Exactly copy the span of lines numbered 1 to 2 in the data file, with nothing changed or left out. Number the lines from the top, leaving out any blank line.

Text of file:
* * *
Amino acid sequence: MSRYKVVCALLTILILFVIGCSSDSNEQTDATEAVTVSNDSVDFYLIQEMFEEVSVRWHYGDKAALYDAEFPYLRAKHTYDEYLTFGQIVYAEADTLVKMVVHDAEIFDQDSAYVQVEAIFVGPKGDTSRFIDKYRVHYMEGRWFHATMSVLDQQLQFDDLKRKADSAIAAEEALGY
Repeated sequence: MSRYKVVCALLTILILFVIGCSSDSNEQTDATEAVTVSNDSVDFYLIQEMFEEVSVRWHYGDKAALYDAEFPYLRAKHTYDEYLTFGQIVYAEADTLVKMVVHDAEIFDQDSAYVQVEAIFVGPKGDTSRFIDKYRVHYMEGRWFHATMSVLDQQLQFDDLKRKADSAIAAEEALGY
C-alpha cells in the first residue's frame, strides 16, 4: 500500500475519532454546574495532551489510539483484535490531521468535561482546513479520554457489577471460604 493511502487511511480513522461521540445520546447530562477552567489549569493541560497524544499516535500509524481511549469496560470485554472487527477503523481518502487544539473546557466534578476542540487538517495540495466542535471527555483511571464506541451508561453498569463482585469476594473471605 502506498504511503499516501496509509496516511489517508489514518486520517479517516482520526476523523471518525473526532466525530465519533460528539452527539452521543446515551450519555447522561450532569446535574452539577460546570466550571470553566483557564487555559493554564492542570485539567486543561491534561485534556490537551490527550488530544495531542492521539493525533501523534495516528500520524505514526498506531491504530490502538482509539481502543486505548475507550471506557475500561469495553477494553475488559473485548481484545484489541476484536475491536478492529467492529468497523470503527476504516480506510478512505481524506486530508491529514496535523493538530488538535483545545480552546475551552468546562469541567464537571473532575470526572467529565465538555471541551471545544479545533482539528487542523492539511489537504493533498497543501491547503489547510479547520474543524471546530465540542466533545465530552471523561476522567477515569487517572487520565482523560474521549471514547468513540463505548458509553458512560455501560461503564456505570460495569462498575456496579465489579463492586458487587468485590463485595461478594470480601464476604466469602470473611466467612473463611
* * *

Amino acid sequence: MSRYKVVCALLTILILFVIGCSSDSNEQTDATEAVTVSNDSVDFYLIQEMFEEVSVRWHYGDKAALYDAEFPYLRAKHTYDEYLTFGQIVYAEADTLVKMVVHDAEIFDQDSAYVQVEAIFVGPKGDTSRFIDKYRVHYMEGRWFHATMSVLDQQLQFDDLKRKADSAIAAEEALGY
Repeated sequence: MSRYKVVCALLTILILFVIGCSSDSNEQTDATEAVTVSNDSVDFYLIQEMFEEVSVRWHYGDKAALYDAEFPYLRAKHTYDEYLTFGQIVYAEADTLVKMVVHDAEIFDQDSAYVQVEAIFVGPKGDTSRFIDKYRVHYMEGRWFHATMSVLDQQLQFDDLKRKADSAIAAEEALGY